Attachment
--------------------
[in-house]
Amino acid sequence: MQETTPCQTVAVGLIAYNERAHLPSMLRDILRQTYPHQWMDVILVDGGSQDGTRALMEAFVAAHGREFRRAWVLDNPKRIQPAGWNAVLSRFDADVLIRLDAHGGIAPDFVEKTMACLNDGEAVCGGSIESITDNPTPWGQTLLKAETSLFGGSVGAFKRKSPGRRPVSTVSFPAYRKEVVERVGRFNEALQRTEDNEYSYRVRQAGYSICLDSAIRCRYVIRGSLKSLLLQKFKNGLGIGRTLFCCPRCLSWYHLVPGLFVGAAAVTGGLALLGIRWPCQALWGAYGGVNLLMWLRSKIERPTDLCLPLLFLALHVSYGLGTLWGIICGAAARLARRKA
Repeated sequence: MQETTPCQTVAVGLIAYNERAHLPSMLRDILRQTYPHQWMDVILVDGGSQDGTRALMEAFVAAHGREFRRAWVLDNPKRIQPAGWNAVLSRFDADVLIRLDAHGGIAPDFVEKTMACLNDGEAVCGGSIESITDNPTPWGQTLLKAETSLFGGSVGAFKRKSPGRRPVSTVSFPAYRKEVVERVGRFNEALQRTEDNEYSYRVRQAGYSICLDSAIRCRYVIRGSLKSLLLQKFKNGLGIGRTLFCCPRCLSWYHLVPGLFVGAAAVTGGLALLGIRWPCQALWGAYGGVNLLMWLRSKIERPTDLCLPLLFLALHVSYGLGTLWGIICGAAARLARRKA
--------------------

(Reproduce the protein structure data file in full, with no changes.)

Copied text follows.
[in-house]
Amino acid sequence: MQETTPCQTVAVGLIAYNERAHLPSMLRDILRQTYPHQWMDVILVDGGSQDGTRALMEAFVAAHGREFRRAWVLDNPKRIQPAGWNAVLSRFDADVLIRLDAHGGIAPDFVEKTMACLNDGEAVCGGSIESITDNPTPWGQTLLKAETSLFGGSVGAFKRKSPGRRPVSTVSFPAYRKEVVERVGRFNEALQRTEDNEYSYRVRQAGYSICLDSAIRCRYVIRGSLKSLLLQKFKNGLGIGRTLFCCPRCLSWYHLVPGLFVGAAAVTGGLALLGIRWPCQALWGAYGGVNLLMWLRSKIERPTDLCLPLLFLALHVSYGLGTLWGIICGAAARLARRKA
Repeated sequence: MQETTPCQTVAVGLIAYNERAHLPSMLRDILRQTYPHQWMDVILVDGGSQDGTRALMEAFVAAHGREFRRAWVLDNPKRIQPAGWNAVLSRFDADVLIRLDAHGGIAPDFVEKTMACLNDGEAVCGGSIESITDNPTPWGQTLLKAETSLFGGSVGAFKRKSPGRRPVSTVSFPAYRKEVVERVGRFNEALQRTEDNEYSYRVRQAGYSICLDSAIRCRYVIRGSLKSLLLQKFKNGLGIGRTLFCCPRCLSWYHLVPGLFVGAAAVTGGLALLGIRWPCQALWGAYGGVNLLMWLRSKIERPTDLCLPLLFLALHVSYGLGTLWGIICGAAARLARRKA